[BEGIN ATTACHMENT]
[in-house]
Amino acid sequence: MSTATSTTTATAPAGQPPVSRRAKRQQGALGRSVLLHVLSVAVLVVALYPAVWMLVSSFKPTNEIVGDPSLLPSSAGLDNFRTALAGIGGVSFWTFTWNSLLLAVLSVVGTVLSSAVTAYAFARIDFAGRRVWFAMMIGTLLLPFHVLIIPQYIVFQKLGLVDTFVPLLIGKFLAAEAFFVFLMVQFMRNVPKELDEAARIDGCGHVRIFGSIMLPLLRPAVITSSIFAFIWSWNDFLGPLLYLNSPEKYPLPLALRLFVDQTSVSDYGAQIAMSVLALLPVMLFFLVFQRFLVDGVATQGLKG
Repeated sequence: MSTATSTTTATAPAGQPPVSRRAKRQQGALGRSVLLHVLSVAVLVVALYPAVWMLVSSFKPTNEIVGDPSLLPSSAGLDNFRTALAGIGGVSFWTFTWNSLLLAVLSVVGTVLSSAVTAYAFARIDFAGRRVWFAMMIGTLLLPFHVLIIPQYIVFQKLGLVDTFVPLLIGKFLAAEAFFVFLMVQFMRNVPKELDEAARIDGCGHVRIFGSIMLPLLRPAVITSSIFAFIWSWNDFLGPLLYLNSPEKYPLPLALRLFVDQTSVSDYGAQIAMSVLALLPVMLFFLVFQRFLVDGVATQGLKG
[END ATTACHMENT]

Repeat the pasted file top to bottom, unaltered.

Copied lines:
[in-house]
Amino acid sequence: MSTATSTTTATAPAGQPPVSRRAKRQQGALGRSVLLHVLSVAVLVVALYPAVWMLVSSFKPTNEIVGDPSLLPSSAGLDNFRTALAGIGGVSFWTFTWNSLLLAVLSVVGTVLSSAVTAYAFARIDFAGRRVWFAMMIGTLLLPFHVLIIPQYIVFQKLGLVDTFVPLLIGKFLAAEAFFVFLMVQFMRNVPKELDEAARIDGCGHVRIFGSIMLPLLRPAVITSSIFAFIWSWNDFLGPLLYLNSPEKYPLPLALRLFVDQTSVSDYGAQIAMSVLALLPVMLFFLVFQRFLVDGVATQGLKG
Repeated sequence: MSTATSTTTATAPAGQPPVSRRAKRQQGALGRSVLLHVLSVAVLVVALYPAVWMLVSSFKPTNEIVGDPSLLPSSAGLDNFRTALAGIGGVSFWTFTWNSLLLAVLSVVGTVLSSAVTAYAFARIDFAGRRVWFAMMIGTLLLPFHVLIIPQYIVFQKLGLVDTFVPLLIGKFLAAEAFFVFLMVQFMRNVPKELDEAARIDGCGHVRIFGSIMLPLLRPAVITSSIFAFIWSWNDFLGPLLYLNSPEKYPLPLALRLFVDQTSVSDYGAQIAMSVLALLPVMLFFLVFQRFLVDGVATQGLKG